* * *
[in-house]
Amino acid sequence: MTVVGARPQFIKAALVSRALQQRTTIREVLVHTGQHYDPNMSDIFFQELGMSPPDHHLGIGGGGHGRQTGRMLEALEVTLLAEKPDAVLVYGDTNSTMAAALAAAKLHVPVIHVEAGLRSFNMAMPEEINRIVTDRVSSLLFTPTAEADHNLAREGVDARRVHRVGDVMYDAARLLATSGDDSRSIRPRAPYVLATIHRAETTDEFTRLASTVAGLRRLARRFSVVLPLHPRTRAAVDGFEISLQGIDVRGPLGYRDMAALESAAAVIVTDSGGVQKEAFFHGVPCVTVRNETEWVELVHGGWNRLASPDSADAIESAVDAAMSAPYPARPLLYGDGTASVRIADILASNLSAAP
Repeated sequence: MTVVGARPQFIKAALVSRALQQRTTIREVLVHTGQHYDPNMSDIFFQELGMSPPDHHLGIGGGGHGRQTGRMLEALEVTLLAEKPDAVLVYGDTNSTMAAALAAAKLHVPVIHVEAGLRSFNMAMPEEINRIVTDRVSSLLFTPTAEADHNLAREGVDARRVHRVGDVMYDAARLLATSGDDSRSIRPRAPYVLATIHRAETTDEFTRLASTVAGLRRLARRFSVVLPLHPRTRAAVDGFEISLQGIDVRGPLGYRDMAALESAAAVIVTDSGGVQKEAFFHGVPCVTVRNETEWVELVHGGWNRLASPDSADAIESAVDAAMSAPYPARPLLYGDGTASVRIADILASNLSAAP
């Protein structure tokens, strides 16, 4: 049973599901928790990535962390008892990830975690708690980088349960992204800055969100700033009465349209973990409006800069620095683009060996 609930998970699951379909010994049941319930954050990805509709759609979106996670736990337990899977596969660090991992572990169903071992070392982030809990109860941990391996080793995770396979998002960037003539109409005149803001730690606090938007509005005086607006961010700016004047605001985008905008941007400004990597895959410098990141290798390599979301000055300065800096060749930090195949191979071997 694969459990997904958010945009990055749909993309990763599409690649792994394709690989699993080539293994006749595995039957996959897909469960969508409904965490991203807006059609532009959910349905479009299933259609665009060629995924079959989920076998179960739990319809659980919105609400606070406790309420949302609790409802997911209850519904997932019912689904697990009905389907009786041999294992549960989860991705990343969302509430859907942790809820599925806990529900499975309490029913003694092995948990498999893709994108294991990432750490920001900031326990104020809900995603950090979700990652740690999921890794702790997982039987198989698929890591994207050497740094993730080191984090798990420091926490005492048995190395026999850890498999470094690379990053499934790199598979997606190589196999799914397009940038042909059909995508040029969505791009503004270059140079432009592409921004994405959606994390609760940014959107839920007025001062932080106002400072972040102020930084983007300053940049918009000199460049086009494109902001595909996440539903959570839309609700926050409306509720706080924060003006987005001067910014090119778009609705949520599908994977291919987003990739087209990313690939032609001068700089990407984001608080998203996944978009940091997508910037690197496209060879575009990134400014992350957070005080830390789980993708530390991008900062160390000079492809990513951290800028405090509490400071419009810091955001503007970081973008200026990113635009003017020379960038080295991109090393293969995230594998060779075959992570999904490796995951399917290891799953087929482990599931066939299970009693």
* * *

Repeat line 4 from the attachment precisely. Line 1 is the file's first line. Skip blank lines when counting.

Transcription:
């Protein structure tokens, strides 16, 4: 049973599901928790990535962390008892990830975690708690980088349960992204800055969100700033009465349209973990409006800069620095683009060996 609930998970699951379909010994049941319930954050990805509709759609979106996670736990337990899977596969660090991992572990169903071992070392982030809990109860941990391996080793995770396979998002960037003539109409005149803001730690606090938007509005005086607006961010700016004047605001985008905008941007400004990597895959410098990141290798390599979301000055300065800096060749930090195949191979071997 694969459990997904958010945009990055749909993309990763599409690649792994394709690989699993080539293994006749595995039957996959897909469960969508409904965490991203807006059609532009959910349905479009299933259609665009060629995924079959989920076998179960739990319809659980919105609400606070406790309420949302609790409802997911209850519904997932019912689904697990009905389907009786041999294992549960989860991705990343969302509430859907942790809820599925806990529900499975309490029913003694092995948990498999893709994108294991990432750490920001900031326990104020809900995603950090979700990652740690999921890794702790997982039987198989698929890591994207050497740094993730080191984090798990420091926490005492048995190395026999850890498999470094690379990053499934790199598979997606190589196999799914397009940038042909059909995508040029969505791009503004270059140079432009592409921004994405959606994390609760940014959107839920007025001062932080106002400072972040102020930084983007300053940049918009000199460049086009494109902001595909996440539903959570839309609700926050409306509720706080924060003006987005001067910014090119778009609705949520599908994977291919987003990739087209990313690939032609001068700089990407984001608080998203996944978009940091997508910037690197496209060879575009990134400014992350957070005080830390789980993708530390991008900062160390000079492809990513951290800028405090509490400071419009810091955001503007970081973008200026990113635009003017020379960038080295991109090393293969995230594998060779075959992570999904490796995951399917290891799953087929482990599931066939299970009693």